When a Donor Comes to You, Be Ready
Pictured above: Montage Health patron, Bertie Bialek Elliot
Four years ago, a patron of our healthcare system, Montage Health, told our CEO she wanted to make a gift to our hospital that would be transformational. Soon after, she did, giving Montage Health $106 million.
It is a phenomenal gift, especially for an institution of our size. And it illustrates what I have found to be true in my 25 years in this field: philanthropists maximize their giving when their inspiration and confidence are in perfect alignment with the organization they are supporting.
Sometimes, this alignment can develop relatively quickly. More often, and particularly for transformational gifts, it takes years. In either case, it is incumbent upon us to drive the process––to identify, inform, inspire, involve, ask, or, as in this case, accept, and then to include the donor in executing, as much or as little as they desire.
Our relationship with this patron goes back decades. Bertie Bialek Elliott and her first husband have been involved with Community Hospital of the Monterey Peninsula (the keystone asset of the Montage Health system) almost since its inception. The couple moved to Monterey, California the year the hospital opened, and she remembered being dazzled by its modern design. Her husband was one of the first physicians on the medical staff. Bertie was engaged from the outset, as a philanthropist and volunteer, serving on the Board of Trustees and leading more than one of the hospital’s fundraising campaigns. She had a keen interest in the evolution of Community Hospital, supporting, among other initiatives, the creation of its cancer center and its inpatient rehabilitation unit. She became a thoughtful and valued counsel to Dr. Steven Packer, CEO for the last 21 years, serving on a select advisory council at his request.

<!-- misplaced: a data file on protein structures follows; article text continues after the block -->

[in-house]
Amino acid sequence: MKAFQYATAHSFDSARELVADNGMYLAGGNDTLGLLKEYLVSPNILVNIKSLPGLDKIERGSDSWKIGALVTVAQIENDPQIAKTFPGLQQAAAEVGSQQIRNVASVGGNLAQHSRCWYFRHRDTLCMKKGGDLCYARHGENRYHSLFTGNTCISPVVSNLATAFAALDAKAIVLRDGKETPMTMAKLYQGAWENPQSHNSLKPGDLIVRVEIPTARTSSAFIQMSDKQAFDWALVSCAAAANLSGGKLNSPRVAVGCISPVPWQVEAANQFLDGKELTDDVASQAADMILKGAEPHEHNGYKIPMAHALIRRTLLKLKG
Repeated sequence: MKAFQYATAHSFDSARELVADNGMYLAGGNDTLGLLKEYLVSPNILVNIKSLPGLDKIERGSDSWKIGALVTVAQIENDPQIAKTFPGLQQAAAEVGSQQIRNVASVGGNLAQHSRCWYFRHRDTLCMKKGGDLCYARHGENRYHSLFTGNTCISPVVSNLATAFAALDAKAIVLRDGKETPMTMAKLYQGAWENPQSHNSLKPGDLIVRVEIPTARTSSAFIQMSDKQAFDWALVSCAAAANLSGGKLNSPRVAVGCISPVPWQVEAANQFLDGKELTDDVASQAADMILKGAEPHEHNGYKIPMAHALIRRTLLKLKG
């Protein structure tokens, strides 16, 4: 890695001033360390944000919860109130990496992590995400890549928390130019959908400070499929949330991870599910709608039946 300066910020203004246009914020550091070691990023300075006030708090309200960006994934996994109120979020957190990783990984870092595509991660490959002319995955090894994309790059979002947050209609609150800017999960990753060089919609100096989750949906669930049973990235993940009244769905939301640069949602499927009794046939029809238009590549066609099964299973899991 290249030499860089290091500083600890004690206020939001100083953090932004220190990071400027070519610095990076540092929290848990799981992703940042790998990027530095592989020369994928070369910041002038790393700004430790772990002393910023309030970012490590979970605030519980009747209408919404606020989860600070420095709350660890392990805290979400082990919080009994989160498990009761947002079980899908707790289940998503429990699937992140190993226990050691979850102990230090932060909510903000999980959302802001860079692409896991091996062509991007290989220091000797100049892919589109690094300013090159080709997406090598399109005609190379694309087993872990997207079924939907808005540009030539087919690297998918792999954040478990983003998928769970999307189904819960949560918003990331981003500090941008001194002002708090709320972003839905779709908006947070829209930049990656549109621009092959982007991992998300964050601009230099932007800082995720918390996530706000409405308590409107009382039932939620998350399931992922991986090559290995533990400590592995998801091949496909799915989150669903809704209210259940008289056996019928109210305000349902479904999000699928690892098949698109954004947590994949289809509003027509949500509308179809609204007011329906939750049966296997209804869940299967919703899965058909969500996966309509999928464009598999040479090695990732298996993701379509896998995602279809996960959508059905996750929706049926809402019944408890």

While Bertie had generously supported Community Hospital for years, her decision to make this transformational gift came the day her then-husband, David, was diagnosed with terminal cancer. She told Dr. Packer her plan the following day.
Dr. Packer had the wisdom and compassion to graciously thank Bertie and to delay further discussion of the gift.
“Let’s take care of David’s journey first,” he told her. “We can talk about this another time.”
Putting the patient first, putting Bertie’s grief first, putting our mission to provide exceptional healthcare first, reflected the relationship they had developed over two decades and exemplified the fundamental reasons for Bertie’s confidence in our organization. This was paramount in setting the process on the right path.
After the end of her husband’s journey, a few months passed, and in the interim I was hired as chief development officer at Montage Health to oversee the Montage Health Foundation. One of my first tasks was to lead the process to bring Bertie’s philanthropic vision to fruition.
She initially did not dictate how she wanted her gift used.
“I have every confidence in Steve and the people who work with him,” she said. “I gave it with no strings. They can take this and run with it.”
That illustrates the first part of my experience with major gifts: they are made when the giver has confidence in the organization and the people who lead it. The second part, that they are truly inspired, would come next.